Today, remarrying after a divorce or the death of a spouse is commonplace, as is getting married or remarried in our senior years. Remarriage brings a different host of issues that need to be addressed than when marrying young or for the first time. Often, each spouse may have children from previous partners, or they may bring a significant amount of assets to the marriage. And, both spouses may have their own plans as to how they want their estate and assets handled.

When remarrying, you and your future partner should discuss the following:

  • After the marriage, in whose house will we live? If we purchase a new home, what do we do with the assets from the sale of our other homes?
  • What assets are marital property and what assets are personal property?
  • What is our plan for long-term care?
  • What is the plan if one of us dies, and how do our children receive any inheritances?

Of course, there are many other questions to consider. These issues are serious and should be taken care of before you’re married, as they’re often complex issues that can require legal documents and agreements.

Prenuptial agreements and remarriage

Prenuptial agreements often get a bad rap, especially in television and movies. This stigma can prevent many couples to lose out on the benefits of these protective legal contracts. A prenup can protect you, your children and your family – as well as your heirlooms and legacy – when it comes to joining two families together. It’s also important if you or your future spouse are business owners or are coming into the marriage with a large amount of assets or property (or if one of you is coming into the marriage with a large amount of debt).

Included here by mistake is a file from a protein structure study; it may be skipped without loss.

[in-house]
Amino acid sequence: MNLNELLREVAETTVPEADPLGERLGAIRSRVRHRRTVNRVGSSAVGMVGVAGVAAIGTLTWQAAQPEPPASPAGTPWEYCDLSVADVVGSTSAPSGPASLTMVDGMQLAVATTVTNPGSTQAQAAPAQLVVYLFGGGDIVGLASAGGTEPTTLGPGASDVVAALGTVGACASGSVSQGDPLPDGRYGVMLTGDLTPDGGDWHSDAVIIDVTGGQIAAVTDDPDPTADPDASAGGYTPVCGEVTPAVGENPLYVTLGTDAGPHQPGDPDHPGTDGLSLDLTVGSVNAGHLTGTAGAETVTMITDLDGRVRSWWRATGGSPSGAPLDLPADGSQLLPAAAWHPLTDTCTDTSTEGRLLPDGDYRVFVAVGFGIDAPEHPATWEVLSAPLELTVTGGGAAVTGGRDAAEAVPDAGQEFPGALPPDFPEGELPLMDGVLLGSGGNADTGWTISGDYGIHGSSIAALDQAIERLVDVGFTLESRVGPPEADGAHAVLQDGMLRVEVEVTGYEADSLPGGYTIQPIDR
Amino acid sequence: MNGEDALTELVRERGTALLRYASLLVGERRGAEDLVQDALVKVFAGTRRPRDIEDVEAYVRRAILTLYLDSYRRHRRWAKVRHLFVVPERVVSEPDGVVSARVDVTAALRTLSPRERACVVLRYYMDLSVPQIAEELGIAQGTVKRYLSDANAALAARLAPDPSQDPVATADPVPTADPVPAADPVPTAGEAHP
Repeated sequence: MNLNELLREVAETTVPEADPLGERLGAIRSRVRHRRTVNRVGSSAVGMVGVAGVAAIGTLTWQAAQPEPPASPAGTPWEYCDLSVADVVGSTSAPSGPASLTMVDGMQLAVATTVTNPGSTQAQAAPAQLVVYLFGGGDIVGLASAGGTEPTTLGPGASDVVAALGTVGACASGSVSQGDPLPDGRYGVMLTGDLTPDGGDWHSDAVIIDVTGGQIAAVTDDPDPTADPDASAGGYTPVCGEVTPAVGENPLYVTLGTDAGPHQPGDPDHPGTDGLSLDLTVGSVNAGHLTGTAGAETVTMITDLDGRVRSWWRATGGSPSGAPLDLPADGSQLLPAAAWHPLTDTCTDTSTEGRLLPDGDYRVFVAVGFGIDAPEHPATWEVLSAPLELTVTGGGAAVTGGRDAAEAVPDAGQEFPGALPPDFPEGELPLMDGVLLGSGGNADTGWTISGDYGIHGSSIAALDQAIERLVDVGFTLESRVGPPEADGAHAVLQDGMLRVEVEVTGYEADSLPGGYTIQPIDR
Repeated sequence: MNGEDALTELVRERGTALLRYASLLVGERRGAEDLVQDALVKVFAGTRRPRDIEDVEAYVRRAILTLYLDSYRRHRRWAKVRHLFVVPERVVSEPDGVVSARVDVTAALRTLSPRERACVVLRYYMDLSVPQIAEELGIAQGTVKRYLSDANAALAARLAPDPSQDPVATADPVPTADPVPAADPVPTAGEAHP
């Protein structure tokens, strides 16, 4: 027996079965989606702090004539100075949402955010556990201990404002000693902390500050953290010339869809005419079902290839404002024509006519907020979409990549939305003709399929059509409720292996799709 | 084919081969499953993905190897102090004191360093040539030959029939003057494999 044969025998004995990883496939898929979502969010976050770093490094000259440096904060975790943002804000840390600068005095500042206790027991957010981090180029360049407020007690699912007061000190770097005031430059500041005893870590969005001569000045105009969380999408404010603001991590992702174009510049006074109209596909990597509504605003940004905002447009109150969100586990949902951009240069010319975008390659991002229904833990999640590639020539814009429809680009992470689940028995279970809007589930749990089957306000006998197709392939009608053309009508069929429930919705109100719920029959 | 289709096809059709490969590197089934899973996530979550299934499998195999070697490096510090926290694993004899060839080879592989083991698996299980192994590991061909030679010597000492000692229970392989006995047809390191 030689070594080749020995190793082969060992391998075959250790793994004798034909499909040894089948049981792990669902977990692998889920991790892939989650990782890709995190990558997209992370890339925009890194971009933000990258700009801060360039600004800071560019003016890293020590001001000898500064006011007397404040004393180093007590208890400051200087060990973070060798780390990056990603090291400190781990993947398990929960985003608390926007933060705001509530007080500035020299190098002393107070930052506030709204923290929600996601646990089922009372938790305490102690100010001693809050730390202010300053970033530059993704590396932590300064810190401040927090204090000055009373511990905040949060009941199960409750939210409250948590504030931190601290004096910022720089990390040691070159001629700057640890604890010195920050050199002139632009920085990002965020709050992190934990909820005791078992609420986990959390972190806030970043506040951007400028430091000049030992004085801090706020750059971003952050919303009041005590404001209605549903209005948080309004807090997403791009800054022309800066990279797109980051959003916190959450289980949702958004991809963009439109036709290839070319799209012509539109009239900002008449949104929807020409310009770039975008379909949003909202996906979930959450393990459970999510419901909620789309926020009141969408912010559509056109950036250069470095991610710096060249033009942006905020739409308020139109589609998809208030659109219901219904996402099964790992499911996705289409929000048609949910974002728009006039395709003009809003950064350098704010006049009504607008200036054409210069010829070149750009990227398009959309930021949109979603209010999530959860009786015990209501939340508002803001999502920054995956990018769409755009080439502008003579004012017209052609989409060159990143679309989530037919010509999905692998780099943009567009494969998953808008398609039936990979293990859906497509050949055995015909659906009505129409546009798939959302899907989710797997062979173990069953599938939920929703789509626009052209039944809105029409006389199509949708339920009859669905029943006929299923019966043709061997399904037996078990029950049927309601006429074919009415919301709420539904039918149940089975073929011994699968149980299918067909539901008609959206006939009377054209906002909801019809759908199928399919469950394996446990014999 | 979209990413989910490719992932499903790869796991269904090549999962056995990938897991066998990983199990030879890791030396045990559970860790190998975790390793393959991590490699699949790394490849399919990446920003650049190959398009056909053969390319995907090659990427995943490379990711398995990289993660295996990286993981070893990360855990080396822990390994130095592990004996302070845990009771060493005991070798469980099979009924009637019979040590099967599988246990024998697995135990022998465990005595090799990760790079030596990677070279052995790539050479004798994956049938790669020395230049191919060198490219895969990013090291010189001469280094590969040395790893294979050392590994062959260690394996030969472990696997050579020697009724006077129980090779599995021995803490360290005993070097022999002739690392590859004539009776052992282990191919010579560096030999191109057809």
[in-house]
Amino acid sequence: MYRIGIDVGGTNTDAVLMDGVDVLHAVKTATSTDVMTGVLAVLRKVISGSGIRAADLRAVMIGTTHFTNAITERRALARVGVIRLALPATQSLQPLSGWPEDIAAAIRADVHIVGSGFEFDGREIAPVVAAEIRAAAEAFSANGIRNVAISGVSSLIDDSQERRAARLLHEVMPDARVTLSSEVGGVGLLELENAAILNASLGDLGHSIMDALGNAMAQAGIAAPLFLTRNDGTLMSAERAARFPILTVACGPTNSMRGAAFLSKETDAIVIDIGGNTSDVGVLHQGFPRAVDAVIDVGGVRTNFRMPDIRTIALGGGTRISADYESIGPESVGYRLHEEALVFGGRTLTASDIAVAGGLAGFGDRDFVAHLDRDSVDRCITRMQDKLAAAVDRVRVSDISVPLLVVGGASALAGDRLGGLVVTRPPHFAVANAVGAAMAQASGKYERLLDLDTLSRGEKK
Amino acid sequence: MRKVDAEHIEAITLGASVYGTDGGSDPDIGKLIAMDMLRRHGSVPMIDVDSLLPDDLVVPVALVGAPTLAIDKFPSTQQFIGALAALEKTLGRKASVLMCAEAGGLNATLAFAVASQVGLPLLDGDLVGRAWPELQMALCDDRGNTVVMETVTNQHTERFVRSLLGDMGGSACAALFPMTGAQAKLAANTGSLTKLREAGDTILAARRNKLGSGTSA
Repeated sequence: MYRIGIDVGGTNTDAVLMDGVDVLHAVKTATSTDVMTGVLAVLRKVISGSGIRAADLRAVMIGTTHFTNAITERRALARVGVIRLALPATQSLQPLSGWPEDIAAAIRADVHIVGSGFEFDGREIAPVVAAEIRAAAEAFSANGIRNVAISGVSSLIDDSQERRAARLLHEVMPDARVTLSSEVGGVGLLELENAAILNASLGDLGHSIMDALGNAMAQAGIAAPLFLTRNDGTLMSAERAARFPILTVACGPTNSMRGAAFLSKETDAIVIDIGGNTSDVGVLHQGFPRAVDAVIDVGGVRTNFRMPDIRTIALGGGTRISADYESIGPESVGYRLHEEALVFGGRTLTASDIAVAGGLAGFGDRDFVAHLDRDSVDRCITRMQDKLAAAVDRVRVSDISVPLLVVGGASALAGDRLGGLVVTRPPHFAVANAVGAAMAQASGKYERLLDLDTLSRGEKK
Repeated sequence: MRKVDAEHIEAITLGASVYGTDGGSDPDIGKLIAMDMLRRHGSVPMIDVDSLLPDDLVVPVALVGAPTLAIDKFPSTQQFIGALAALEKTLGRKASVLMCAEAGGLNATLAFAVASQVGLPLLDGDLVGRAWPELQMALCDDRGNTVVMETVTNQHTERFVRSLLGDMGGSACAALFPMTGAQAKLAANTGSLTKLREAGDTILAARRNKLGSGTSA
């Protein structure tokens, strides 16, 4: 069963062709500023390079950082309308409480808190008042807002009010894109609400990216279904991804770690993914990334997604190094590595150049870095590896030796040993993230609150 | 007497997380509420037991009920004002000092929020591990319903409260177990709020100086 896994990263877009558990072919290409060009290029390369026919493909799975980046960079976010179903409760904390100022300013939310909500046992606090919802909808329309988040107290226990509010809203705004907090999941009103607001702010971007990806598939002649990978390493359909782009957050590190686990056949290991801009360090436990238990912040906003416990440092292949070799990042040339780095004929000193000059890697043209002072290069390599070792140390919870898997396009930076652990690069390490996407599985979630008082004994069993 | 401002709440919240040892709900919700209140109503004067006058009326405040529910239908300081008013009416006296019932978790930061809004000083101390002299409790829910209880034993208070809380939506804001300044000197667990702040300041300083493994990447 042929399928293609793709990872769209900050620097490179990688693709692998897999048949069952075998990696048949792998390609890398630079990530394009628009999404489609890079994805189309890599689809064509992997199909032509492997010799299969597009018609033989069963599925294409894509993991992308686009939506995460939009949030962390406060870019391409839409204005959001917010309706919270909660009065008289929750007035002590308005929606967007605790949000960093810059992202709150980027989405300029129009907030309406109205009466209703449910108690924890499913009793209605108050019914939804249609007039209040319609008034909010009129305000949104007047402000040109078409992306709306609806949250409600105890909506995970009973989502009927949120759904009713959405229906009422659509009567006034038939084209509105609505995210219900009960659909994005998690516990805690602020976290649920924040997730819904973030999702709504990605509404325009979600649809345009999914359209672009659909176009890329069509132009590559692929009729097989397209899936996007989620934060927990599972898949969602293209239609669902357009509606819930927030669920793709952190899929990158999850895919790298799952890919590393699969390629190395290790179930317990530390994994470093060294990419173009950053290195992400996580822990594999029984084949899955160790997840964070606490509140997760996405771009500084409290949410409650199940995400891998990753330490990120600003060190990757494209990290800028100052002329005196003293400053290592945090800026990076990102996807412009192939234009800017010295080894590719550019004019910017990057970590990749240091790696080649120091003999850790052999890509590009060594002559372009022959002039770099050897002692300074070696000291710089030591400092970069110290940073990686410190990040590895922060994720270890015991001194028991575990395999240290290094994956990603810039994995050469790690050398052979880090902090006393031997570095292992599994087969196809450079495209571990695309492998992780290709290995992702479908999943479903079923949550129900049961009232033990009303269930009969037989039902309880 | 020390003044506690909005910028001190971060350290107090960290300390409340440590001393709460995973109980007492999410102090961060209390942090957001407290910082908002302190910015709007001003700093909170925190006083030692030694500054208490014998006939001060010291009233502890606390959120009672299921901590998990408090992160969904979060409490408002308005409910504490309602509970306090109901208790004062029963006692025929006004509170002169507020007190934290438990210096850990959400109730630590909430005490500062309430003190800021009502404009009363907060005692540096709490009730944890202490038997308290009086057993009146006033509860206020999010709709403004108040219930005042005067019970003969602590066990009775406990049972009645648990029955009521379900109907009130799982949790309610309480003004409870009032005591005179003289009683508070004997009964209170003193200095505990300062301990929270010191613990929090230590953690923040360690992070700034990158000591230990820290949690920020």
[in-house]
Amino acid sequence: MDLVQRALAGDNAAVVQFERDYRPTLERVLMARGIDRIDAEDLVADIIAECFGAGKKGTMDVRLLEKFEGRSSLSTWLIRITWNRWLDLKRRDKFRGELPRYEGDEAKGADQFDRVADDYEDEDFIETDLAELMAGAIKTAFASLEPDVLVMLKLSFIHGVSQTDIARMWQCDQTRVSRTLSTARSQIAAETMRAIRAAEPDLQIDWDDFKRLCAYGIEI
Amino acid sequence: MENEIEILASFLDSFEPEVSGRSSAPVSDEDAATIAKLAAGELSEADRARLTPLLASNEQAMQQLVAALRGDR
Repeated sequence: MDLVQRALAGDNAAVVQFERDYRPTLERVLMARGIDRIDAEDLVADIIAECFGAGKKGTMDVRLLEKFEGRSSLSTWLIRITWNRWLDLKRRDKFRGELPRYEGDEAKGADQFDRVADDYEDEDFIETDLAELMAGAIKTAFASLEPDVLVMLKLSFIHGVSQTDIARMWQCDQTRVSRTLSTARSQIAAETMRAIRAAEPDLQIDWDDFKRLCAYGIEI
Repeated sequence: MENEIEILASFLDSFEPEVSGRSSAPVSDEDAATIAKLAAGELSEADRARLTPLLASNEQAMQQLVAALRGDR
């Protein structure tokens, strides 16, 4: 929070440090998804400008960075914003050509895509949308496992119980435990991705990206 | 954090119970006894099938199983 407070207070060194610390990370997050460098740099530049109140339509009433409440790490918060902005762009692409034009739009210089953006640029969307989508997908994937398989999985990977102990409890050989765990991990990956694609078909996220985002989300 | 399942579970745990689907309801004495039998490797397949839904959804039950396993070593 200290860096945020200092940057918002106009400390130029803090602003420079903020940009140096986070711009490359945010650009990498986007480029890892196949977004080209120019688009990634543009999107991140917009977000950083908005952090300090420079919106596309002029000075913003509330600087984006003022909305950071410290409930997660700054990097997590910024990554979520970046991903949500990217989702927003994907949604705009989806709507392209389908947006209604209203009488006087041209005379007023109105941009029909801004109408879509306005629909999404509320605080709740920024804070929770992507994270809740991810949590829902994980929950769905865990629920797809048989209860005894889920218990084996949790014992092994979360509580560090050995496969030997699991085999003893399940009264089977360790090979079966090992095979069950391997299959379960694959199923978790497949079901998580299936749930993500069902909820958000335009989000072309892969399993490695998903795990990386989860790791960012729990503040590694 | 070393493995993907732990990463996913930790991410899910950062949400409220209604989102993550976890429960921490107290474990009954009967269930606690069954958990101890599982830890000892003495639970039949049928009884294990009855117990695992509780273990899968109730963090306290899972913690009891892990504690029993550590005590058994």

A prenuptial agreement is a legal contract between two future spouses, and it lays out guidelines as to how marital property and other issues will be handled during the course of the marriage. Each spouse should have their own attorney in the creation of a prenup and, especially in the case of a remarriage, your prenup should take into account each of your estate plans.

In many cases, couples don’t think about these big picture issues until a major event like a death or divorce occurs – resulting in contentious legal battles. By planning for these in advance with a prenuptial agreement, you can ensure your family is protected.

“Prenup” doesn’t have to be a dirty word. In fact, it can help strengthen your marriage right from the start, and the family law attorneys at Miller Upshaw Family Law, PLLC can help. Talk to us today about how we can help your blended family. Please call 615-391-4200 or use our contact form to schedule a consultation in our Nashville office today.